Release Date: April 1st, 2017
Genre: Power Metal
Ylva Eriksson – Voice of the Valkyries
Joakim Lindbäck Eriksson – Battle Cries
Dawid Grahn – Guitars
Pähr Nilsson – Guitars
Mikael Fehrm – Guitars
Emil Wärmedal – Bass
Mats Nilsson – Tongue of the Gods
Johan Johansson – Anvil and War Drums
1. Death of the God of Light
2. Son of Odin
3. Prophecy of Ragnarok
4. Defenders of Valhalla
5. Concerning Norns
8. Siblings of Metal
9. Gods of War
11. The Mead Song
13. Fire Blood and Steel
14. We Believe in Metal
Vikings and metal tend to go together very well, and the idea of combining the two has obviously been made popular by the likes of Swedish melodic death metal band Amon Amarth and German power metal band Rebellion, and now a new challenger has arrived to prove themselves worthy of fighting for Odin. That band is Brothers of Metal, from Sweden, and they have unleashed their debut Prophecy of Ragnarok, which is not only an incredibly addictive power metal album, with varying influences from other genres and a ton of different exciting elements, but it also happens to be perhaps the very best Viking themed metal album I’ve ever heard, as the band takes familiar ideas and mashes them together perfectly, while also managing to create their own distinct sound that really has to be heard.
On the surface, comparisons to Sabaton are pretty obvious, as the band puts the same emphasis on anthem like choruses, huge symphonic elements, including the use of epic backing vocals at times, and their songwriting is insanely catchy and often does feel similar to the aforementioned band. At the same time, while the main concept is themed around Vikings, lyrical comparisons can also be drawn to Manowar, particularly when it comes to the kind of true metal attitude the band often displays, which can at times come across as a bit cheesy, but the band displays so much energy that one can’t help but smile and have a great time through it all. One thing that separates Brothers of Metal from either band, though, is the use of folk elements, which are quite prominent and are used very effectively. At times this comes through the simple use of epic folk melodies in the guitar work, but there are also many sections where folk instruments come in and take over for a while, and these sections are pretty epic. On a compositional level, this is an outstanding album, as there’s a ton of variety in the songwriting, ranging from epic fast paced tracks, to more mid paced crushers, slow and melodic tracks, ballads, and songs which aren’t overly fast, but move at a pretty decent pace and include folk elements. One last thing that has to be mentioned is just how confident this band seems already, as everything from the guitar riffs, to the vocal lines to the way symphonic and folk elements are used even to the simple things like how the drum beats sound, all exude confidence, and it really feels like that band know exactly what they want to do with every song, and they’ve done it perfectly, which is truly impressive for a band on their first album.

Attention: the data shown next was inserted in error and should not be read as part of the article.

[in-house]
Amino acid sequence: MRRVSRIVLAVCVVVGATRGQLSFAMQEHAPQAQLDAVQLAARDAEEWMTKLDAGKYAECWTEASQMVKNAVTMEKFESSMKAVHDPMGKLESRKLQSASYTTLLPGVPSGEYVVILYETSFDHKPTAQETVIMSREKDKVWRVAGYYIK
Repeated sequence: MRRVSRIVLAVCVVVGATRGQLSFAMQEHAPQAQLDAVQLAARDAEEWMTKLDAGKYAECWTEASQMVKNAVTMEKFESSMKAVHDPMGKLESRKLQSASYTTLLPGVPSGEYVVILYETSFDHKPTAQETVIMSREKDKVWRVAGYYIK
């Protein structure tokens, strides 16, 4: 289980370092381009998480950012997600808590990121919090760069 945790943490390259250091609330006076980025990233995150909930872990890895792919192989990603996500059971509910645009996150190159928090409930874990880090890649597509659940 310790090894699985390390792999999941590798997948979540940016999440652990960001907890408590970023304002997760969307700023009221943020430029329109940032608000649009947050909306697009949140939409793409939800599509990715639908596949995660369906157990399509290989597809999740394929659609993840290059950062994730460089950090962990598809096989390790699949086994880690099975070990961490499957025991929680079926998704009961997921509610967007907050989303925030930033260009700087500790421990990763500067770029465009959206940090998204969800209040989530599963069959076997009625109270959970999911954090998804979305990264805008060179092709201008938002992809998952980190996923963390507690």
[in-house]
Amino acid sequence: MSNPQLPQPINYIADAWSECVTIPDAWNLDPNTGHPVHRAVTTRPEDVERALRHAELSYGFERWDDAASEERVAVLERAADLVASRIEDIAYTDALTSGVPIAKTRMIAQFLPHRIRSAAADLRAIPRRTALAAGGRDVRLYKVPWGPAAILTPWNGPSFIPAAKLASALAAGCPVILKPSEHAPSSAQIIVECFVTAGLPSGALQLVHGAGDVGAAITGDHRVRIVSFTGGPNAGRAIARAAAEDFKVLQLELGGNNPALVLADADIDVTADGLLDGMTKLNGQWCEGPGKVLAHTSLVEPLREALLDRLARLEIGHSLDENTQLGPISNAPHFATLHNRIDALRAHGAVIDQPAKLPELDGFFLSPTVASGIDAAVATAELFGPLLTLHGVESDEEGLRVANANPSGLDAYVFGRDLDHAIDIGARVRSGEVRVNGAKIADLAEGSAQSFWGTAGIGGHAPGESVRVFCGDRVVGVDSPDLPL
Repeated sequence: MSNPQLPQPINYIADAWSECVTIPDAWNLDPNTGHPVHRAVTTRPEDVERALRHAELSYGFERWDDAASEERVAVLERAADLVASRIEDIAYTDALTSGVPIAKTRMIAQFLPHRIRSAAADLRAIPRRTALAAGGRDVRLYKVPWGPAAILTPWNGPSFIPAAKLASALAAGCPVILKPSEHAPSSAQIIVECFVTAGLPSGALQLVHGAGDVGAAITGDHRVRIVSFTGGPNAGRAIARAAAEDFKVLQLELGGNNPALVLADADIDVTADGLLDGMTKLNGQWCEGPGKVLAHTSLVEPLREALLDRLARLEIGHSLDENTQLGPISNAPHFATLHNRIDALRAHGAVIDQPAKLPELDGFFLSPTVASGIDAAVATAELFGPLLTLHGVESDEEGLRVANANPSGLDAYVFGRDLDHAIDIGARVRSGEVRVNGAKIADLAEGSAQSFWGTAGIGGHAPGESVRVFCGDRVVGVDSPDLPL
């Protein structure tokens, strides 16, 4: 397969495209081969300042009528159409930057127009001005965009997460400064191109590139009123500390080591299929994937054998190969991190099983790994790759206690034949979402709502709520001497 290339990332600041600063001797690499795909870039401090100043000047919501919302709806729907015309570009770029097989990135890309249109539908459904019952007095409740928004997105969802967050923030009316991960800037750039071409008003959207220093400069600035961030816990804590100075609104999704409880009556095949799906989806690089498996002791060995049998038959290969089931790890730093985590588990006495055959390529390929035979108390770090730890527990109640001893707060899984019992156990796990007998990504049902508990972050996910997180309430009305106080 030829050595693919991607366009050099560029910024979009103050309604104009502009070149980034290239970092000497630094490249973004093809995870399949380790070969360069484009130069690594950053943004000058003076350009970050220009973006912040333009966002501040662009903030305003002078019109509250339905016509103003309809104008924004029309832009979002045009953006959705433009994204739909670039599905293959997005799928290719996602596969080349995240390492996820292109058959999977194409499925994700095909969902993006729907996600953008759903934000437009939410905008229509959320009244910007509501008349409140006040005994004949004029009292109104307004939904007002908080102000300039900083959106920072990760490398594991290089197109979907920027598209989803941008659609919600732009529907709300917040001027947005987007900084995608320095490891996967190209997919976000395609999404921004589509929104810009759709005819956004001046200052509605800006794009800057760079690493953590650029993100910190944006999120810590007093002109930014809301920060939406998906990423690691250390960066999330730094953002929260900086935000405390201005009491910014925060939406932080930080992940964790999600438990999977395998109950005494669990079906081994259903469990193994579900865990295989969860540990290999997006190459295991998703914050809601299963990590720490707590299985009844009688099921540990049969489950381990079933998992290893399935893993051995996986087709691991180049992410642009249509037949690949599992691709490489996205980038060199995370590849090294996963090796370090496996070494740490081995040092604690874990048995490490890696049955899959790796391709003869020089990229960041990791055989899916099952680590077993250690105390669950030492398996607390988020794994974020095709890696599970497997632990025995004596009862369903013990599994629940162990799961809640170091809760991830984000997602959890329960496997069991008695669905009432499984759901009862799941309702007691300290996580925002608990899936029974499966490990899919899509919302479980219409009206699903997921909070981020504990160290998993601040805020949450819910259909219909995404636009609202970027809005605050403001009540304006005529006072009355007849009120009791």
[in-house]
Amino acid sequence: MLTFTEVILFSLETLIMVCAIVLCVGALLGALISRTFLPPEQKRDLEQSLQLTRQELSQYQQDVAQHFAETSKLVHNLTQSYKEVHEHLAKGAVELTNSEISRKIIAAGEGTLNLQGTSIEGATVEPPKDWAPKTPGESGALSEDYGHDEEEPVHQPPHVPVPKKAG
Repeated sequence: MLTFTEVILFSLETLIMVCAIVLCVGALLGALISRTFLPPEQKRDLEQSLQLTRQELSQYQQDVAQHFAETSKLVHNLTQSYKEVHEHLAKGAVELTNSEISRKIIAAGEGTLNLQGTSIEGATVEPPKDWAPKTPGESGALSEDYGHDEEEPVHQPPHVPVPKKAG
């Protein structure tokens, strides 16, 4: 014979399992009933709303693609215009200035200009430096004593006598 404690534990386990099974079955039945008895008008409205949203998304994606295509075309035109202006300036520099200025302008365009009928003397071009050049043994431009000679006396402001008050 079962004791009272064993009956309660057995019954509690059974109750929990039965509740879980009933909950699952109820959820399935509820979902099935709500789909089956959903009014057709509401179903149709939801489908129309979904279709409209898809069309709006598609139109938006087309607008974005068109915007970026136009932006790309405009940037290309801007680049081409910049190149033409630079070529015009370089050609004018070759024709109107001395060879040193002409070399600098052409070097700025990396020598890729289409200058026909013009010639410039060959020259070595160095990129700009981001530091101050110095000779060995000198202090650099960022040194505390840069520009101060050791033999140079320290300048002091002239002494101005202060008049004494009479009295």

For everything this album does right, the one area where I’m most impressed has to be the vocals. There are three vocalists in the band, but they’re used much differently than in a band like Amaranthe. Instead of three leads, we have Mats Nilsson providing some epic backing vocals at points, as well as doing various vocal effects throughout, which is pretty epic, while the other two vocalists carry the bulk of the load. First up, Joakim Lindbäck Eriksson has a gruff and very deep voice that certainly reminds me of Sabaton’s Joakim Brodén, though he often sounds a lot wilder and more intense, almost coming close to a growl at times, and his delivery is generally quite fiery and very energetic. His co-lead is Ylva Eriksson, who has a very powerful voice and often stays in an alto range throughout the album, though she can go higher at times as well, as she provides some epic soaring vocals throughout and does a great job of bringing out the melodies in the songs. Vocal duties are split very evenly between the two, with many sequences letting one take the lead for a bit, then letting the other singer take over, and there are also many parts, especially during the choruses, where the two sing in harmony and these are generally the best parts on the album, as while they’re both excellent on their own, they sound incredible when paired together. In fact, while many bands in recent years have utilized dual lead vocals, I think this pairing may be my favorite of all, they sound that impressive together.